Communication with Residents Post-Coronavirus

As we start to get the coronavirus outbreak under control, now might be a good time to examine how communication with residents has changed during this period, how it might evolve and how this will ultimately benefit residents with an increased quali...

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  • by Olya Yakzhina on July 30, 2020

A Tale of Resilience - Switchee’s First Engineer

In this new series of posts, Olya will be interviewing key members of the Switchee team to learn of their experiences with the business and our team.

One of the most powerful abilities one can possess is the ability to reflect on oneself and one’s past. As such, I sat down with Matthew Constance - the first firmware engineer at Switchee. We wanted to reflect back on his work and talk about how far we have come as a team and as a company.

This is the first blog of its kind at Switchee, but certainly not the last. We hope this interview will pave the way for a series of conversations with our world-class team.

What was the biggest thing that has motivated you to begin working on Switchee’s first product?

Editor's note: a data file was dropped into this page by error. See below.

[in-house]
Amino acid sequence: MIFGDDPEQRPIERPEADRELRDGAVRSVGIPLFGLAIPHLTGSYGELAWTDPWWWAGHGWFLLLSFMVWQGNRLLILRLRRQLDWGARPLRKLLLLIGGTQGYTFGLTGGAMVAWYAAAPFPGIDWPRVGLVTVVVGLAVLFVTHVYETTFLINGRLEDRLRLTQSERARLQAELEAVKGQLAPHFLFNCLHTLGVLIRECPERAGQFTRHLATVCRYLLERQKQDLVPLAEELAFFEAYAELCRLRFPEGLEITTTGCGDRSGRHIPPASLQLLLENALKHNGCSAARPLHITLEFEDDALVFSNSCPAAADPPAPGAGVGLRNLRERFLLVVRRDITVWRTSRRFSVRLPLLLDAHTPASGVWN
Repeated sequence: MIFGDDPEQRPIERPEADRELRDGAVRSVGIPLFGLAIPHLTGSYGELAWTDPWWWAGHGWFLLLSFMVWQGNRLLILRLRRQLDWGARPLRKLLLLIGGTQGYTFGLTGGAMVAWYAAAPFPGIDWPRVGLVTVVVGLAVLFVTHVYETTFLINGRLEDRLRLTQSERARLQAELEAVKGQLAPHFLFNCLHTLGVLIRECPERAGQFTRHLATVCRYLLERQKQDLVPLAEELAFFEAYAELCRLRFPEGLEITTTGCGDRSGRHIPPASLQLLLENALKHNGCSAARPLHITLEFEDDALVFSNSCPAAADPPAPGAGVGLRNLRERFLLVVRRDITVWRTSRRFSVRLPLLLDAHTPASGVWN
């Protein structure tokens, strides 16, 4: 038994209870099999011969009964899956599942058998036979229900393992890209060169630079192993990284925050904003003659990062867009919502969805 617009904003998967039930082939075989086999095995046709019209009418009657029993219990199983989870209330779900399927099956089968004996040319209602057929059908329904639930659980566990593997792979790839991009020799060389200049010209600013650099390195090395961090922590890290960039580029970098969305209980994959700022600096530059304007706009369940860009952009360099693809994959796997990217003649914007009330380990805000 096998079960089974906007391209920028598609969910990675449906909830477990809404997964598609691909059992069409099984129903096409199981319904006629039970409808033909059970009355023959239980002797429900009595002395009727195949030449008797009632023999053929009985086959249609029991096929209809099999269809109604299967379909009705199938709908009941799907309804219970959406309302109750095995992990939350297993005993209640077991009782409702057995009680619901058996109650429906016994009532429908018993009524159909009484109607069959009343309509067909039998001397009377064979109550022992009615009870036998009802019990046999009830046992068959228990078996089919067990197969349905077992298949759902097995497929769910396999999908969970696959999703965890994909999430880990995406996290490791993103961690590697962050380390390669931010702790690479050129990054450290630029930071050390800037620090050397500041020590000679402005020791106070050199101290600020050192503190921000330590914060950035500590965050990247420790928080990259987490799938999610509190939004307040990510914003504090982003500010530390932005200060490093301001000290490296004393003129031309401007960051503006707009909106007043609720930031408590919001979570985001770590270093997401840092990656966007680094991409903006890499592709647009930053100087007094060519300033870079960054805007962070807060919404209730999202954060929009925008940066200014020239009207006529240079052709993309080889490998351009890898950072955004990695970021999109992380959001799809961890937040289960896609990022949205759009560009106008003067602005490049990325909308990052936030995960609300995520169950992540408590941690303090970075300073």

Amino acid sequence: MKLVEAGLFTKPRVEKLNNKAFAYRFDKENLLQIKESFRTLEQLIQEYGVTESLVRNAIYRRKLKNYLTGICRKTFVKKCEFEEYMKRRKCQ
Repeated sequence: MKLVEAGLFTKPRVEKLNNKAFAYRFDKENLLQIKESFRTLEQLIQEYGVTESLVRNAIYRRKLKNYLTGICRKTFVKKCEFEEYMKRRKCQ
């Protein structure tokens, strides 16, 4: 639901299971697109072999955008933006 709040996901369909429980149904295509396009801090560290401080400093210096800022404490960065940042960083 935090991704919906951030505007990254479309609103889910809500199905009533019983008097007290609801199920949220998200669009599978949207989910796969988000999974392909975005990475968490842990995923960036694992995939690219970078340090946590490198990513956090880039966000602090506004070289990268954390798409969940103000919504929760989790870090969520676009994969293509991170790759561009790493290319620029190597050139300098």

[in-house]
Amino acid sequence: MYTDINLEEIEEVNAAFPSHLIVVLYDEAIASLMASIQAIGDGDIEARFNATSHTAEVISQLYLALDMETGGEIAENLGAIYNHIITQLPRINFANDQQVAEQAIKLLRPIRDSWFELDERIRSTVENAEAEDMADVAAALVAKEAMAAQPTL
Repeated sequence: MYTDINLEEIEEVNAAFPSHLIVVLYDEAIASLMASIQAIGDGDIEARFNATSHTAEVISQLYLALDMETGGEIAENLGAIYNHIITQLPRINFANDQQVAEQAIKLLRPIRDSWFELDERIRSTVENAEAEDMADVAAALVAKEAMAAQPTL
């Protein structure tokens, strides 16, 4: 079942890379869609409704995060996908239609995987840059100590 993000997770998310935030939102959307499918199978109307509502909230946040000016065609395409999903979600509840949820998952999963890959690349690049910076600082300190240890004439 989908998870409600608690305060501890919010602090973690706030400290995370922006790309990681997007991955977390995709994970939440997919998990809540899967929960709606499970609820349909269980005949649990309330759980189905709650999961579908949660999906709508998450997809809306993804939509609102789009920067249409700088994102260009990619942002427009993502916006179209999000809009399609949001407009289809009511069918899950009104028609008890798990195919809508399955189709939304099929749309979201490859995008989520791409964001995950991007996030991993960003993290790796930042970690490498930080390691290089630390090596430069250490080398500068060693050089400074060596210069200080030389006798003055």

I worked as an engineer for many years, but I had never worked for an early-stage startup with only a few people in it. This appealed to me because it was a challenge I had never dealt with before. Aside from the change of company size, it was the product itself and the mission that really pushed me towards jumping on board. The fact that it helps people and the environment, as well as the fact that the company is led by a team of motivated and inspiring founders, was a huge inspiration. I could really see that everyone believed in the mission and that made me willing to help them turn their vision into reality.

The opportunity to build something and be the main engineer responsible for that project’s completion has also really inspired me to give it my all. I dedicated my evenings looking into the challenges Switchee faced and working on solutions to solve them. This really helped me to get an understanding of what working for Switchee really looked and felt like. I enjoyed it! There was a lot of trust there. They trusted me and I trusted them - which really helped me make the job switch at the time.